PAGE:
John Eppstein wrote:
Weedy, I'm not going for "The most bass". Although the mic is at the edge it's angled, so that the bassy part of the cone is off-axis and the dome is on axis. If there's too much low end you can always roll it off, but you can't bring back what ain't there.
Huh, that's interesting. That's the opposite of how I do it (of course obviously my opinion is only one report of experimentation).
What I'm shooting for is this: I know I'm going to be able to get enough edge, the speakers I work with are always really bright. Weber Blue (very low wattage), antique GE 12" (current). So I always point away from the center towards the edge. If I need darker, I slide the mic position closer to the edge. It gets the maximum 'papery speakery added texture' sound while suppressing the laser-like beams from the center.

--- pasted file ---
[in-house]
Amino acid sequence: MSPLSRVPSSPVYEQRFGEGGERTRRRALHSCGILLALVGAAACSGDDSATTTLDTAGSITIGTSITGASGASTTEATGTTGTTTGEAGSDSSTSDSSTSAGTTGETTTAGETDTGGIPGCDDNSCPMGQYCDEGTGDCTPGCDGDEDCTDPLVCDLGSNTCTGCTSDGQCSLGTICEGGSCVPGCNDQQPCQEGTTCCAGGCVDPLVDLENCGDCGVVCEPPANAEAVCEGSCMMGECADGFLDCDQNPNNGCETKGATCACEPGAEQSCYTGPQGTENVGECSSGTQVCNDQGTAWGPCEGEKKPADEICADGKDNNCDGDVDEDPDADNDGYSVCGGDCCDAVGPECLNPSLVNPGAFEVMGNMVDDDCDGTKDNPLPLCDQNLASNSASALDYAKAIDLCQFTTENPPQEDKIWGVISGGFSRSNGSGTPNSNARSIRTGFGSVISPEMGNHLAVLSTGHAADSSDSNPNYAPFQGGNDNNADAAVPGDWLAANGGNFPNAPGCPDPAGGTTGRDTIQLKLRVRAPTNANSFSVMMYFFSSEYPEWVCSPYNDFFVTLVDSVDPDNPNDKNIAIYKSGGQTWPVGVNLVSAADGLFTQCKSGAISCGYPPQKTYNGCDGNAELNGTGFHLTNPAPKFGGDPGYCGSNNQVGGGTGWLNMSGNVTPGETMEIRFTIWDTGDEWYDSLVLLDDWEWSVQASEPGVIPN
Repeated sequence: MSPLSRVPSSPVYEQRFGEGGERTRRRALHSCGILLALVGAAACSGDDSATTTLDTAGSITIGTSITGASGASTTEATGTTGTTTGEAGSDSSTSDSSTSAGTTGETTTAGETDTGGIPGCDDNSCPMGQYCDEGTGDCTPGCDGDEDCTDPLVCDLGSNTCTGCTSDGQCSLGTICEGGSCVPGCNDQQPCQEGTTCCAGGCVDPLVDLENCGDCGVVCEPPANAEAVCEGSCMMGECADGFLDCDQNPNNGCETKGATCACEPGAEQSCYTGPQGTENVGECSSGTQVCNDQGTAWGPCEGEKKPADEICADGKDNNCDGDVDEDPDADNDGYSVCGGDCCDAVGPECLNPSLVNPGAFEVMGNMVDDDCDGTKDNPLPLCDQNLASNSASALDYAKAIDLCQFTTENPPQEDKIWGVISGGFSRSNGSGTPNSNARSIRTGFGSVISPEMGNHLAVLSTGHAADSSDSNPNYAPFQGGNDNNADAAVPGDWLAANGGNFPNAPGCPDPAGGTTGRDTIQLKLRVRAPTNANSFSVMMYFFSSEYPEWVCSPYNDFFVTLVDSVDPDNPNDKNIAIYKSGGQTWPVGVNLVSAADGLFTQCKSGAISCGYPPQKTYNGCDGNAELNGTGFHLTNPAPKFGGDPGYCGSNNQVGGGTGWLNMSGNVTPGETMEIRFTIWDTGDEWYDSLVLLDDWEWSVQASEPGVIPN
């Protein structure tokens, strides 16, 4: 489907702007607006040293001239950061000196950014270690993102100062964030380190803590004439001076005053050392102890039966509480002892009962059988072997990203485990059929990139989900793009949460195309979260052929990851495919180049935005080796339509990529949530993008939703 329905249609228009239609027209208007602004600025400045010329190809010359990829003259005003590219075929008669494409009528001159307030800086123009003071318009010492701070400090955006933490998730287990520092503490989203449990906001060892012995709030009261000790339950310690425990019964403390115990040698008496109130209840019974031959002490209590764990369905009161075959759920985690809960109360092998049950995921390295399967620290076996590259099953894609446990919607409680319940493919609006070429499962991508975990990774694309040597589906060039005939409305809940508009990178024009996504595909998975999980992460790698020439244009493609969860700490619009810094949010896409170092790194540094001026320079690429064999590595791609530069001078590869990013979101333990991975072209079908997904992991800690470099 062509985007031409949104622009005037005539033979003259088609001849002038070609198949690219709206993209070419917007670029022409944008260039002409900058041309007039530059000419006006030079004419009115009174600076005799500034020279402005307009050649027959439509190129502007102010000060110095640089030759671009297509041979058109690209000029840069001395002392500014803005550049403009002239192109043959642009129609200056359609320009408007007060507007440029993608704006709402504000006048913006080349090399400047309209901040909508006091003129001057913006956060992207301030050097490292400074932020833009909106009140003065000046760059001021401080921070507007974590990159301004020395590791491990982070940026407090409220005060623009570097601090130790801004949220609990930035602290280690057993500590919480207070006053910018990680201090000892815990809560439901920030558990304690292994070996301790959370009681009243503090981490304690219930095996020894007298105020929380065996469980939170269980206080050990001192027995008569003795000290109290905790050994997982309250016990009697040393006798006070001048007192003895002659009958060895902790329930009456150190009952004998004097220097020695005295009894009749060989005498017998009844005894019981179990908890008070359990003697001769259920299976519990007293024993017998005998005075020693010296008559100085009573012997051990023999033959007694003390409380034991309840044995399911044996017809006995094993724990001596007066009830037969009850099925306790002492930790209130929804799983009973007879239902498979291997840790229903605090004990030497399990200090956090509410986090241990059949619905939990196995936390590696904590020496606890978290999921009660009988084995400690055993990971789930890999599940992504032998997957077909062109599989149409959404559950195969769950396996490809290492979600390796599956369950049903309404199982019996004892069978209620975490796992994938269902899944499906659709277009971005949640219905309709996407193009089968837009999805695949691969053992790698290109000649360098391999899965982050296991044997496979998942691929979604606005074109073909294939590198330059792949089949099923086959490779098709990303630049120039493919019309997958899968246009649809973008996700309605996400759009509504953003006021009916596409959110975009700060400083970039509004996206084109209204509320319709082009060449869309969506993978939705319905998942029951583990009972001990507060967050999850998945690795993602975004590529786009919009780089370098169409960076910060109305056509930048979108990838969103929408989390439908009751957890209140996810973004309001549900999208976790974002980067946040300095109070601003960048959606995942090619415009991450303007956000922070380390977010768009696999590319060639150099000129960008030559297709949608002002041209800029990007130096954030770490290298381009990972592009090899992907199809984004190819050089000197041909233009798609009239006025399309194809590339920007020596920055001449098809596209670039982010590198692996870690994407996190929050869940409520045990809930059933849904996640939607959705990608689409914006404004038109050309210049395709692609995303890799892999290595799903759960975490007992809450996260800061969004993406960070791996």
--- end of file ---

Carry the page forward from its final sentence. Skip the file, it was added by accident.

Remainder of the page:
That also means the mic angling is controlling the 'brightness versus texture of the vibrating cone balance': point it more straight in, and there's less emphasis on paper cone artifacts, point it away from the center and those textures become more apparent (direct radiation becomes off axis, but close up to the cone edge is close and on axis)
You're picking up the bassy edge of the speaker using the off-axis which helps it be dark, and aiming the on-axis bright part at the center of the cone where it's brighter? I imagine you must be able to get wild variations that way. Mine is more 'move the mic as much as two inches to get a big variation in tone', it tries to be somewhat insensitive to positioning so it'll be predictable.